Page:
But I hit send, and it was off into the interwebs. Nothing more to do but wait . . .

Six minutes.

That’s right. It took six minutes for me to receive a full request off the query I had just sent. But that’s just a fluke, I thought. It’ll probably take a while to hear back from them.

It didn’t.

I sent my query on a Saturday morning — March 18th, 2017, to be exact. After a slew of exciting, but don’t-read-too-much-into-it tweets from Mandy, the agent in question, I received an email requesting a call. THE CALL. But . . . it had been less than twenty-four hours. That can’t be.

Except, when you know, you know.

Seriously.

Never having been in THE CALL situation before, I took the appropriate amount of time to freak out, try to research the questions to ask, and — most importantly — keep the bile rising in my throat in check. Don’t puke. Don’t puke. PLEASE don’t puke.

Thankfully, I didn’t puke. And the call with Mandy went above and beyond expectation. But there’s a process to follow once you’ve been offered representation. Even if you know they’re the agent you want to sign with. And, as we’ve already established, when you know, you totally, abso-freaking-lutely know. Except you can’t say it just yet. Because: professional courtesy. So you do the dance. You inform all the agents you’ve queried that you’ve received an offer of representation to see if they’d be interested in countering. You have to. It’s the nature of the business. Believe me, I wanted to scream yes, yes, YES! from the mountaintops after talking with Mandy.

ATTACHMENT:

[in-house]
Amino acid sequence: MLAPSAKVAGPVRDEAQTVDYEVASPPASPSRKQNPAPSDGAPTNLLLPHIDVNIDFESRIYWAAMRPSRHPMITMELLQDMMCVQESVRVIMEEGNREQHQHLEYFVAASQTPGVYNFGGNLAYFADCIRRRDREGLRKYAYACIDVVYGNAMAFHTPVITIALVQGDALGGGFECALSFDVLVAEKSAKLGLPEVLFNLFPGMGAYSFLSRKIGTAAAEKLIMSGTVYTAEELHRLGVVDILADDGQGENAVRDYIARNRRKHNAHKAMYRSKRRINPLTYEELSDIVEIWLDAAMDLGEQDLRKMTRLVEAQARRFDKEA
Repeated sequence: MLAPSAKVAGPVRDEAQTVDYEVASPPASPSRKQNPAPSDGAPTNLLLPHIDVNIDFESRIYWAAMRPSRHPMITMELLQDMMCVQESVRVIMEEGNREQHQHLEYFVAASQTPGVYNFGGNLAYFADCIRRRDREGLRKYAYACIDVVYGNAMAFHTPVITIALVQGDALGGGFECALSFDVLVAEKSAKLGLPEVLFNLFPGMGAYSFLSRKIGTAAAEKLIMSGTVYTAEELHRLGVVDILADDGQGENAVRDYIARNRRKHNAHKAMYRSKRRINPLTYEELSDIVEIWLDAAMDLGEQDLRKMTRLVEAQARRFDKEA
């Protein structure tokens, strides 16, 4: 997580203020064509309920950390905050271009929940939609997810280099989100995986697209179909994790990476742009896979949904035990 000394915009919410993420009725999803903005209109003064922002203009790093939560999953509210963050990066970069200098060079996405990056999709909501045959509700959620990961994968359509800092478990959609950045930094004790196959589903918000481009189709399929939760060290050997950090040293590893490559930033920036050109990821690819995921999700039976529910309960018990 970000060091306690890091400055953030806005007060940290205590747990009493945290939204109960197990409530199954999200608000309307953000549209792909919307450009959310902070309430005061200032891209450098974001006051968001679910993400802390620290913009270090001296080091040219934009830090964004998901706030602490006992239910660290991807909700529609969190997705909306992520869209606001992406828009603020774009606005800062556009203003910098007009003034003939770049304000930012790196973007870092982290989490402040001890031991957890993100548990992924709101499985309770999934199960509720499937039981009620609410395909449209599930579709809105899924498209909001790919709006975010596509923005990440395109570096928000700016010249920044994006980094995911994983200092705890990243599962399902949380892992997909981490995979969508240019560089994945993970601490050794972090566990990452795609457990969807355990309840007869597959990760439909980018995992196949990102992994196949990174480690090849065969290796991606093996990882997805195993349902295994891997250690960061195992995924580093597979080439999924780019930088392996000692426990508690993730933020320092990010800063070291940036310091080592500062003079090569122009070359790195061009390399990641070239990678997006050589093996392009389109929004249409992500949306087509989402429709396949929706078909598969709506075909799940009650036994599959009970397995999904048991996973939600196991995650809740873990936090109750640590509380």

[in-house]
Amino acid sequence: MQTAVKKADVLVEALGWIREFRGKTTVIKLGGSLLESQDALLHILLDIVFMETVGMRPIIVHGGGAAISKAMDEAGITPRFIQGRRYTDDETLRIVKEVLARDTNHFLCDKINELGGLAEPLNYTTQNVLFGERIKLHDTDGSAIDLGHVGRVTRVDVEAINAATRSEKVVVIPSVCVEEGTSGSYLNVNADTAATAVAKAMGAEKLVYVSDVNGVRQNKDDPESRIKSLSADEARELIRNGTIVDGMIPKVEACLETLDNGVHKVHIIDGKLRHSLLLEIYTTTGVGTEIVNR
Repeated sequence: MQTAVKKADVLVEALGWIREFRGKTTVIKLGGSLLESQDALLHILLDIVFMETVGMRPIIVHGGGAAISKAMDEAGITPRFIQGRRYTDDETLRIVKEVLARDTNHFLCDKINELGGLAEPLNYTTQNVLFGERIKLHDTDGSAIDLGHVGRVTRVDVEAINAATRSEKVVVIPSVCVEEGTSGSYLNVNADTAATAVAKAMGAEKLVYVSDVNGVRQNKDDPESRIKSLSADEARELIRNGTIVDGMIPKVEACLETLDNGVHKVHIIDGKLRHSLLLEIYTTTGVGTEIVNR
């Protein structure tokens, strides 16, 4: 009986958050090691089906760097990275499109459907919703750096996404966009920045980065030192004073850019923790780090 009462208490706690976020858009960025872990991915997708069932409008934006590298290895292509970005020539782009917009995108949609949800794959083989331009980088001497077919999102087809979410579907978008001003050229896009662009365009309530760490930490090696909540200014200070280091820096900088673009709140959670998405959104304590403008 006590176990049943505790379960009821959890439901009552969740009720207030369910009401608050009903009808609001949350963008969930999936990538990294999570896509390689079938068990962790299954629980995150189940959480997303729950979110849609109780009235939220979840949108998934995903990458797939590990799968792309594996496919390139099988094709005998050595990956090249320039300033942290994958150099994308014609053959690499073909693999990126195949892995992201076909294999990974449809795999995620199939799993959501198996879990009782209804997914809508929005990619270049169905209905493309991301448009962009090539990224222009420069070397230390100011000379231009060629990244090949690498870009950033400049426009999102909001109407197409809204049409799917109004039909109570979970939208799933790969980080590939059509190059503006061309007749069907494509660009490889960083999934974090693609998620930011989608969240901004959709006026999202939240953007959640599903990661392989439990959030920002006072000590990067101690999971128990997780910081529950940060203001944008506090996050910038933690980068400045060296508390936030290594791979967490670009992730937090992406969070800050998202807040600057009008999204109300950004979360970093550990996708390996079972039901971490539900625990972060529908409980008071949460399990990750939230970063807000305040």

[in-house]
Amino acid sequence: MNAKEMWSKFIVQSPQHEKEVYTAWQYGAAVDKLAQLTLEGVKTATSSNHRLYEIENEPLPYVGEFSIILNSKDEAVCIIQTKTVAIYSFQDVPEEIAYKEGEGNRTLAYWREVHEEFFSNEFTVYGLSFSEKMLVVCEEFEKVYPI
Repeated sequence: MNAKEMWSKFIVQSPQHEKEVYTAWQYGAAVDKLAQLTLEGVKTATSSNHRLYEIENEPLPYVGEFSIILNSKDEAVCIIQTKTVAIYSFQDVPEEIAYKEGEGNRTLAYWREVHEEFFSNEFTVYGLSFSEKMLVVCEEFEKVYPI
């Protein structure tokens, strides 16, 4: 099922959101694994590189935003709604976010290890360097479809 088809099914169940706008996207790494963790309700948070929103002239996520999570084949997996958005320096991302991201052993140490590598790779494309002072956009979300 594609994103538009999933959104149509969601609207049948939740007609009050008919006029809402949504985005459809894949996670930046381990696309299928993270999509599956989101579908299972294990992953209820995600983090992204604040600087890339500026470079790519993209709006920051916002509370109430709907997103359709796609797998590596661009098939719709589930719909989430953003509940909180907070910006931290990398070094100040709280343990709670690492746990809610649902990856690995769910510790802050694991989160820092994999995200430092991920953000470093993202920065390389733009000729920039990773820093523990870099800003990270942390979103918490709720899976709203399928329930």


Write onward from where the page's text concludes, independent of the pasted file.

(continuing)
Because when I knew, I knew.

But I did the dance. I waited a week, receiving interest from other agents along the way. Here’s the thing, though. Yes, it’s exciting to get THE CALL and then THE OFFER. It’s a feeling I’ve never experienced before in my life. But there’s something that made it even more special, and that’s that it came from Mandy. Over the weekend, as I was traveling to visit family, I continued to stalk her Twitter feed (sorry, Mandy!). And she continued to tweet about my story. A lot. With the same enthusiasm and anticipation I’d had while drafting and querying my story. It felt like kismet, like it was meant to be. I’ve said it already, so you know what’s coming: when you know, you know.